Teledyne Continental Motors and Hawker Beechcraft have joined forces to move the search ahead for an alternative to 100LL by testing a 94-octane “no lead” aviation gasoline in flight. A Beechcraft G36 (Garmin G1000-equipped) Bonanza flew several flights, the longest to date lasting one hour, with 94 unleaded fuel that was specially blended for aviation purposes.
Although heralded by Continental President Rhett Ross as another of his company’s impressive aviation firsts, there may still be a long road ahead in the alternative fuel search. For openers, it could take the industry most of this year to agree on accepting the fuel as a standard, and there is no word on whether 94 is the magic octane number for other engine manufacturers. If the industry did agree on the fuel tested by Continental, there could be problems getting the oil companies to manufacture a new fuel in addition to the current 100-octane low-lead fuel.
Would 94-octane work for all general aviation aircraft? Questions remain about getting the manufacturers to sign off on the fuel as well. These include whether modifications to engines will be required and whether operating methods would have to be revised, such as using lower power settings or other special operating techniques. Any transition of the entire general aviation fleet could take a decade or more.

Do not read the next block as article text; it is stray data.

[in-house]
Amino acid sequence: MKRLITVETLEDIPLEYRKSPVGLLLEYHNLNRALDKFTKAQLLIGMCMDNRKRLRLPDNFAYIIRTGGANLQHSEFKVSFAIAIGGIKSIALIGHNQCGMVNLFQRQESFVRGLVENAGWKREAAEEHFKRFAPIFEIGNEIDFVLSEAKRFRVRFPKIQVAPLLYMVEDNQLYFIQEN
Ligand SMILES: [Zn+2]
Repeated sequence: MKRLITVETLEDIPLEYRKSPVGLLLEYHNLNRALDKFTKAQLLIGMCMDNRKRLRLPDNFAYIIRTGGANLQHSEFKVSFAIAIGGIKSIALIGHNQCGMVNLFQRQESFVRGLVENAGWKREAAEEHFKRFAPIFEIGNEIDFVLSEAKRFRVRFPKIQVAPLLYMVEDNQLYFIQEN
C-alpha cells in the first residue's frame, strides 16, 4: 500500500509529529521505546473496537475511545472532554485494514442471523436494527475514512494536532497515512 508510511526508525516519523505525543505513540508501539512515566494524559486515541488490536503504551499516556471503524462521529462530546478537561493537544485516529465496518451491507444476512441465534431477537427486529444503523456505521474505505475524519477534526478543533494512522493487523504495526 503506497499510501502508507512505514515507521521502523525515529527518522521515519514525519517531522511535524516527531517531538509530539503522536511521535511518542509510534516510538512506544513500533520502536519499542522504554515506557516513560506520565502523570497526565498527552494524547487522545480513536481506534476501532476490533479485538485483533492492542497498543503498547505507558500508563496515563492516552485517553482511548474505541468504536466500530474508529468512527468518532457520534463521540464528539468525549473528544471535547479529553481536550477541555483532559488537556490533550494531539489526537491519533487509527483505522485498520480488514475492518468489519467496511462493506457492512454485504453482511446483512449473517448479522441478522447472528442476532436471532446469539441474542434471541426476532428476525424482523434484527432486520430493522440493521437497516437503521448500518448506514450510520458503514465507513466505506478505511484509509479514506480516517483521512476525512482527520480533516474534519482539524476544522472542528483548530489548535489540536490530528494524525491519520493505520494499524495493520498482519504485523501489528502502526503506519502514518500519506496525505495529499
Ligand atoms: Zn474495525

Lycoming official Mike Kraft said Lycoming has also worked on the development of unleaded fuel starting in 1995. He praised Continental for contributing to the research on alternative fuels.
“It’s a good announcement and a good step,” Kraft said. However, there are larger issues left to be solved, he said. One is the question of whether a major fuel producer will actually offer the alternative fuel. The other is to realize that some of the more powerful engines may not be able to use it. While lead is used to boost octane, there are other benefits equally important, especially in high-performance engines.
“This is another big step in our sustainability initiative at Hawker Beechcraft and something that will delight general aviation pilots,” said Ed Petkus, Hawker Beechcraft vice president for product development and engineering. “This partnership with TCM exemplifies the leadership of our companies and our commitment to supporting the technologies necessary to find an alternative to 100LL. I am confident our customers and the entire aviation industry will benefit from our joint efforts.”
Continental began investigating unleaded fuel alternatives to 100LL in 2007. Efforts included participation in the Coordinated Research Council (CRC), analysis of various commercial fuel options and extensive fuel tests on engines in the company’s dynamometer test cells.
The flight profile tested all aspects of flight including takeoff, climb, maximum-power cruise, low-power cruise, descent, and landing. The airplane was equipped with data recording devices to provide data for post-flight analysis.
With the first flights complete, Continental will begin the certification process for several Continental engine models to allow them to operate on the new fuel.